A bookend not only functions as a support for your literary collection but also serves as an aesthetic piece that adds charming essence to your shelf. If you had a poor experience interacting with normal bookends that keep falling over, this design is for you. Talking to Homecrux, Patrick Christian said, “I aimed to create something that would do the complete opposite of that and this is what led to the birth of Book Vice.”
Made of glass and metal, the materials used to make the Book Vice were chosen as a contrast to the traditional cast iron vice grip. Designed by the Californian-based designer, this bookend is yet another clever take on traditional design. Unlike most bookends, it is the epitome of excellent design that improves human experience. It can easily accommodate nine to ten medium size books.
The designer states, “Book Vice is an artifactual metaphor which represents the idea of squeezing knowledge into one’s head and the pressure to keep it all up there. It embraces the reality of how little we interact with our books after we read them but celebrates them in an unexpected way.”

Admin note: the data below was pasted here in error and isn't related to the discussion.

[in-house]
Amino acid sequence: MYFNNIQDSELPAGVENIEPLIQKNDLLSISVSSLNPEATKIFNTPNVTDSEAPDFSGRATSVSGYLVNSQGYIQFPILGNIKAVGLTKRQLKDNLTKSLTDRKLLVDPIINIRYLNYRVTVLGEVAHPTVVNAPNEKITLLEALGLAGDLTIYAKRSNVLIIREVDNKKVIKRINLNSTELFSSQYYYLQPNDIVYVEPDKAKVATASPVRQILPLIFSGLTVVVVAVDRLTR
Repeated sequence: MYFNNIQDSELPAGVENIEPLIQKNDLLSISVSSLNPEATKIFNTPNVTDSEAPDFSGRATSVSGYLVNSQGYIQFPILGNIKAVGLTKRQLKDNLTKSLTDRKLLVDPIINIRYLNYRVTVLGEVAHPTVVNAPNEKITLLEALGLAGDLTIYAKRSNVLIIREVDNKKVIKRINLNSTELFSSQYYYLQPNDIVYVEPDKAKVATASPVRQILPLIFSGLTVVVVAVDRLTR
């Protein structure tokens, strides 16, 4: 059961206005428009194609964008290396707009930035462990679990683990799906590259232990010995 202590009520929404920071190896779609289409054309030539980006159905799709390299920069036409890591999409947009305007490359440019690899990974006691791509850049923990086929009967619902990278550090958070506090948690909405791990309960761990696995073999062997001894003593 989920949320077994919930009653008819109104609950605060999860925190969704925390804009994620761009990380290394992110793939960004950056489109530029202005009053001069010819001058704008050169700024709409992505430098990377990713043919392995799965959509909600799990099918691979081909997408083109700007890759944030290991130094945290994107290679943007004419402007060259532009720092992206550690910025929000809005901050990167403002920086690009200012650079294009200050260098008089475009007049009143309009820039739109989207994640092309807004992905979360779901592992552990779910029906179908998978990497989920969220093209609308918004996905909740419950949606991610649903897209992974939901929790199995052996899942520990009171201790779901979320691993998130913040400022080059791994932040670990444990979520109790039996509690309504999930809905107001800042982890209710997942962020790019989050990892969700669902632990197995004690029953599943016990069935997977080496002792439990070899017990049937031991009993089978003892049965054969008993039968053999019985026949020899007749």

The design features a transparent glass base that is meant to get the observer’s attention onto the floating aspect of the books. Other than that, the steel swivel handle and grips create a familiar interaction and are a nod to the traditional vice grip.
The design looks pretty good, but on a little downside, putting a vice on the books will compress them way too much in my personal opinion. Nevertheless, the design still looks impressive and kudos to designer who is focusing on embedding healthy values back into people’s lives through his thoughtful design.
The fad of North Californian designer is no less than Deniz Aktay and Joao Teixeira, when it comes to making renders and Book Vice elevates his status to even higher ranks. Patrick created the design for Render Weekly, a community of industrial designers that gives them a platform to showcase their talent.